In the Market
Despite having seemingly found a floor, crypto’s continued to nosedive. The sell-off was mostly felt in the small to medium cap coins. The DCX index finished flat at -0.2% while the DCEX Index dropped by -3.7%. The protocol layer (DCPX Index) was hardest hit with a performance of -2.2%. This largely was a result of EOS which underperformed by -8.1%, as its messy transition from token to crypto continued to weigh down its price. The cryptocurrencies (DCCX Index) also finished the week flat at -0.2% while the Token layer (DCTX) was the only sector in the green ending the week up 0.8%. Trading volumes continued to tank more than half since the beginning of the month with correlations remain elevated at 0.63.
The Basic Attention Token, which is a blockchain-based digital advertising platform, was the best performer, clocking a very strong return of 37.4%. Ethereum Classic, the old version of Ethereum, was the second best performer closing the week at 23.7%. This result was largely driven by Coinbase adding the coin to its platform. Propy, a blockchain-based real estate title registry, was the biggest loser for the week, sliding by a deep -21%. Bloom, a cryptographically secure identity system, closely followed Propy dropping by -20.6%.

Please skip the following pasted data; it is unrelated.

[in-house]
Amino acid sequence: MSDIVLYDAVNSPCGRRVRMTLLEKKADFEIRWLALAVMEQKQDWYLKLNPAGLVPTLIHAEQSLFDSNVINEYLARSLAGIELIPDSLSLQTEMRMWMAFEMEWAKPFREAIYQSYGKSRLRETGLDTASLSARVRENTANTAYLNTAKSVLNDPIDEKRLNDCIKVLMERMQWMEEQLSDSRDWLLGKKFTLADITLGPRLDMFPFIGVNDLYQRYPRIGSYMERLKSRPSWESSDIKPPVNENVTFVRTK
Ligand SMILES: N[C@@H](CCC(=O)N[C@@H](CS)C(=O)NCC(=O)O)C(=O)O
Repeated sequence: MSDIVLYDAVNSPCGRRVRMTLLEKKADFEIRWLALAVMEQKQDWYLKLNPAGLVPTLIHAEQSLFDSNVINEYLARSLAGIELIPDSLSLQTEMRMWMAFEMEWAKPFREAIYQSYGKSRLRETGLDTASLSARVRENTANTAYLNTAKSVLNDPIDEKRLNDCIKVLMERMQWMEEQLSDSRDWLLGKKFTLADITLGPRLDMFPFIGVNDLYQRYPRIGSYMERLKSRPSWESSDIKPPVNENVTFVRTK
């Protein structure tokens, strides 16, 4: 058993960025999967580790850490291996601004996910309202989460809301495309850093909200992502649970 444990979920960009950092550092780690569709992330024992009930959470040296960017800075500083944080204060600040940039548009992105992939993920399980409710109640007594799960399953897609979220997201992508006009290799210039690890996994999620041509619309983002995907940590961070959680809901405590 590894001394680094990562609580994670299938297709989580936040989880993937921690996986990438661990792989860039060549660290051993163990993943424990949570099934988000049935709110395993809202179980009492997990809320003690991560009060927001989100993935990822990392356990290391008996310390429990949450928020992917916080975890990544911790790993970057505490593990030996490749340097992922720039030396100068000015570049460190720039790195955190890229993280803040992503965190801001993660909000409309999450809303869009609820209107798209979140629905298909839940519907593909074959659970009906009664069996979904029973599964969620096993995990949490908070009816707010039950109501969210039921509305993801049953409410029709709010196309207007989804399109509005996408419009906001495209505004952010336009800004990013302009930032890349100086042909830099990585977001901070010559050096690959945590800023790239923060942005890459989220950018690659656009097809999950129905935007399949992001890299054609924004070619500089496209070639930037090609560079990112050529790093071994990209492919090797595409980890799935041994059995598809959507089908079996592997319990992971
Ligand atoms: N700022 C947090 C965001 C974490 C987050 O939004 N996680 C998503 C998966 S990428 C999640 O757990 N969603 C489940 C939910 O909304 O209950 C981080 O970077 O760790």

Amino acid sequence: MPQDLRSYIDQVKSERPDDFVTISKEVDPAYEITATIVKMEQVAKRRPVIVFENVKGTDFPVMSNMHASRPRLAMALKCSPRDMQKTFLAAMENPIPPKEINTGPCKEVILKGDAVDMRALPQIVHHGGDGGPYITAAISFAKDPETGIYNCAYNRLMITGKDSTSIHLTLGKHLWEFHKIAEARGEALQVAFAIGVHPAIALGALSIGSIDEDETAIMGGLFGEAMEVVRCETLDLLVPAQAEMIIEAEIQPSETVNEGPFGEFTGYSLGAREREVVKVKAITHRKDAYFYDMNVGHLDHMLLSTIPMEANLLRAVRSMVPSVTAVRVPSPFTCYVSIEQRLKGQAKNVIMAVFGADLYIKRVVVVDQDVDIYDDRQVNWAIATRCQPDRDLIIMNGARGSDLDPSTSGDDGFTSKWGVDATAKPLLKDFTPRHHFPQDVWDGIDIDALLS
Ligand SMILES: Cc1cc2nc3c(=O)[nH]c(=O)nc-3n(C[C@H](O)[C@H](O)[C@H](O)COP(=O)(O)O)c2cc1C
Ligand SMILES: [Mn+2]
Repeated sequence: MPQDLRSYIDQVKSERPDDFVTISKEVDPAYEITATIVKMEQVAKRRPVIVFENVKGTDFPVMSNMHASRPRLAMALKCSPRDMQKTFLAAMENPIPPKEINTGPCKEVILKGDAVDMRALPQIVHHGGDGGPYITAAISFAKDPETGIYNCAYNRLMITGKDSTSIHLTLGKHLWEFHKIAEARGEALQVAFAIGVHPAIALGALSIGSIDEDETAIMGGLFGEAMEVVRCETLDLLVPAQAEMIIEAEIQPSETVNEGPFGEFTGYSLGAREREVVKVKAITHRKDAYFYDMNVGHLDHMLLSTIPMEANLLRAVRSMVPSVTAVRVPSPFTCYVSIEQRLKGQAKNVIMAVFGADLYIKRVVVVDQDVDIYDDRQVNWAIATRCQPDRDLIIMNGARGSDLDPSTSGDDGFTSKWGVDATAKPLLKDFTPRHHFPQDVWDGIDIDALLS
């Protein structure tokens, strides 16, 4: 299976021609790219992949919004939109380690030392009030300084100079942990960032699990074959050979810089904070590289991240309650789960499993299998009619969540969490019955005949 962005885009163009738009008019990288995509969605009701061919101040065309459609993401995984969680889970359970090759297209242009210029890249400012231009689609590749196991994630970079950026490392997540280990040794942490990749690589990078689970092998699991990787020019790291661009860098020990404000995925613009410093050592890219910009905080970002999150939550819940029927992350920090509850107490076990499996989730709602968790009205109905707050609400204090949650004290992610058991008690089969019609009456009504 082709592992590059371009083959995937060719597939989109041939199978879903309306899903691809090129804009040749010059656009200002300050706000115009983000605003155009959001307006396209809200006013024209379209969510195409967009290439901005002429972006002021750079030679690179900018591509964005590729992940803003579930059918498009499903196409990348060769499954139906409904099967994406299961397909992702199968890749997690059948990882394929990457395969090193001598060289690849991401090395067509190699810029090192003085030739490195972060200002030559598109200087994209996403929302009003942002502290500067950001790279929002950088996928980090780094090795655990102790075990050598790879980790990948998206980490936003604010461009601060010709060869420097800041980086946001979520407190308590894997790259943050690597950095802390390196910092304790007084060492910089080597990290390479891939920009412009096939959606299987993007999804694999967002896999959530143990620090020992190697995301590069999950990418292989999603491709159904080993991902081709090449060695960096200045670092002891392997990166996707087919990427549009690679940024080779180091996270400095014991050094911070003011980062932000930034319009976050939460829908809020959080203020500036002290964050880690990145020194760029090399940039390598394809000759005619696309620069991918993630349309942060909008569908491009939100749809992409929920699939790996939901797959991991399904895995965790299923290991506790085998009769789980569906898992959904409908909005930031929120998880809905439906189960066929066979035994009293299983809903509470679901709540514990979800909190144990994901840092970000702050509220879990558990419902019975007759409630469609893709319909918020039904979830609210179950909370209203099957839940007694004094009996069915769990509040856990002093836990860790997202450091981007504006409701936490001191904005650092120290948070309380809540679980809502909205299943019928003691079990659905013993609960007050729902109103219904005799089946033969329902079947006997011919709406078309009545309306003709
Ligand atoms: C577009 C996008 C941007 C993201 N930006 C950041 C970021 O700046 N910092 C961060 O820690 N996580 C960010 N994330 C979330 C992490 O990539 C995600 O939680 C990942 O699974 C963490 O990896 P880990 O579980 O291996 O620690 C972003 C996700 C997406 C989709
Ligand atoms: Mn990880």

In The News
Summary: Reserve, a project to create a cryptocurrency whose value is stable has secured funding from some key players in crypto. According to Reserve co-founder Nevin Freeman, the $5mn seed funding was intentionally kept small, with the round focusing on partnership-building rather than amassing capital.
Commentary: This is yet another release of a so called “stable” coin. So far, there have been 9 other projects competing with Reserve with each project taking a slightly different approach to solving the stability problem. The collective fundraise of all these projects point to a very large demand for a cryptocurrency whose value is stable. The question becomes, should this be achieved by private entities or by central banks?